|  February 22, 2017

How to turn down a job offer

Sometimes you’re going to get to the very end of a job search process, receive a job offer, and not be sure if it’s the right move.

If you’re in this boat right now, don’t panic. Accepting a job offer and starting a new role or career path is a big deal. If your gut is telling you something feels off, listen to it.

After thoughtfully analyzing your offer, if you decide to turn it down, that’s completely okay. While the company you were interviewing with may be disappointed, you have to do what’s right for YOU.

Now, there is a right way and a wrong way to handle a situation like this. You want to end the process on good terms and keep relationships strong. Here are my tips on how to turn down a job offer without burning bridges.

Don’t delay

Once an offer is given, the company is hoping you will be the one to fill the role. In fact, they may be counting on it and not even have other candidates in the mix.

The longer you stall your decision, the more the relationship is going to suffer. If you know you’re not going to accept the offer, don’t wait until the last day possible to share the news. Be direct and get it over with even if you’re dreading it.

Sometimes this isn’t possible. For example, if you are waiting on information from another company before deciding you don’t have as much control, but if it’s possible, be swift.

Go for phone over email

By the time you’ve gotten a job offer, you’ve likely spent a significant amount of time with the company. 

I feel strongly that you should turn down the offer through a phone call vs. over email. It shows a certain level of respect and an acknowledgment of the relationship you’ve built.

I know it’s uncomfortable, but pick up the phone and share the message directly with your primary contact at the company (generally the person who gave you the offer).

If you absolutely MUST send an email (only if it’s not possible to get in touch via phone) I do prefer that over ghosting.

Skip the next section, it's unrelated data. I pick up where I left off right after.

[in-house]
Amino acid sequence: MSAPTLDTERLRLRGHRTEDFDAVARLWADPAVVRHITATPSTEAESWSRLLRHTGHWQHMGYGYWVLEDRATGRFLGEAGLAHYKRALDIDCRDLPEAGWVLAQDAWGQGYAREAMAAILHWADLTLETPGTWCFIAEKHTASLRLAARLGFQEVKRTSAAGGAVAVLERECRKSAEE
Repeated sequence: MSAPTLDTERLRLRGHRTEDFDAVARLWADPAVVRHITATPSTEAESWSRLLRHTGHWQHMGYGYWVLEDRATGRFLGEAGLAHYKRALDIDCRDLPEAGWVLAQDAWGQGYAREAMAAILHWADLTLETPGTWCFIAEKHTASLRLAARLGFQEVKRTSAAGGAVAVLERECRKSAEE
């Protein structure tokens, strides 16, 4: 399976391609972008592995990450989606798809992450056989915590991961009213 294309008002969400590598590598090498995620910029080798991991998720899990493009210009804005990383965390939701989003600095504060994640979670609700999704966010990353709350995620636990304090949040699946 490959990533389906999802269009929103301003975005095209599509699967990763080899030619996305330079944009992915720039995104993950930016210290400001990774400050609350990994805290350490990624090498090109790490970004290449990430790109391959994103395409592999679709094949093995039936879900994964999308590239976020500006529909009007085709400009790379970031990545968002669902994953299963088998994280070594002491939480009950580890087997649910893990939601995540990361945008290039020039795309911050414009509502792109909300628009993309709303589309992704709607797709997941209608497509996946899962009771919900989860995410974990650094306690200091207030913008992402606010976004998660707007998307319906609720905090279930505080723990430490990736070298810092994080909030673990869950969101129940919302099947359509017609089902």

Be gracious

Thank the recruiter (or your main point of contact) for the time they spent coordinating your interview process and getting to know you. Thank those who interviewed you for their time.

Let them know that you really appreciate the offer and it was a tough decision for you. Basically, show that you put a lot of thought into turning them down. You don’t want to make it seem like you were just interviewing at the company for the hell of it.

Be honest, but also diplomatic

Just like you would want a reason for being turned down for a job, a company will also want to know why you’re not taking their offer.

This is not an invite to bash them or share all of the red flags you picked up on, but instead an opportunity to share some insight behind why a different move is right for you at this point in your career.

Sharing your reason for declining may also help the team as they continue on in the recruiting process. Your feedback might help them adjust the role, their approach, or their process for the next group of candidates.

Keep the door open

Even if you have no intention of ever working at the company, people move around constantly. The recruiter or hiring manager that you interviewed with might be working at your dream company in a few years.

Tell them that you’d love to keep in touch and then add them on LinkedIn so you can keep track of their career path going forward.

A script you can use

In case you’re having trouble putting all of this into words, here’s a script you can use:

  • Hi [contact at company ], I wanted to have this call to follow up on the offer you shared with me [timeframe]
  • I really appreciate the offer and all of the time you and the team have spent with me throughout the interview process. I have genuinely enjoyed getting to know everyone.
  • I’ve given this a lot of thought and have decided that at this time, I won’t be able to accept. [add your diplomatic reason here]
  • This was a very tough decision and I would really like to stay in touch for the future.

I know this can be a difficult conversation to have, but how you handle this situation really matters and shows professional maturity. Don’t avoid having this conversation because you’re uncomfortable. Addressing it thoughtfully and respectfully will serve you better in the long run.

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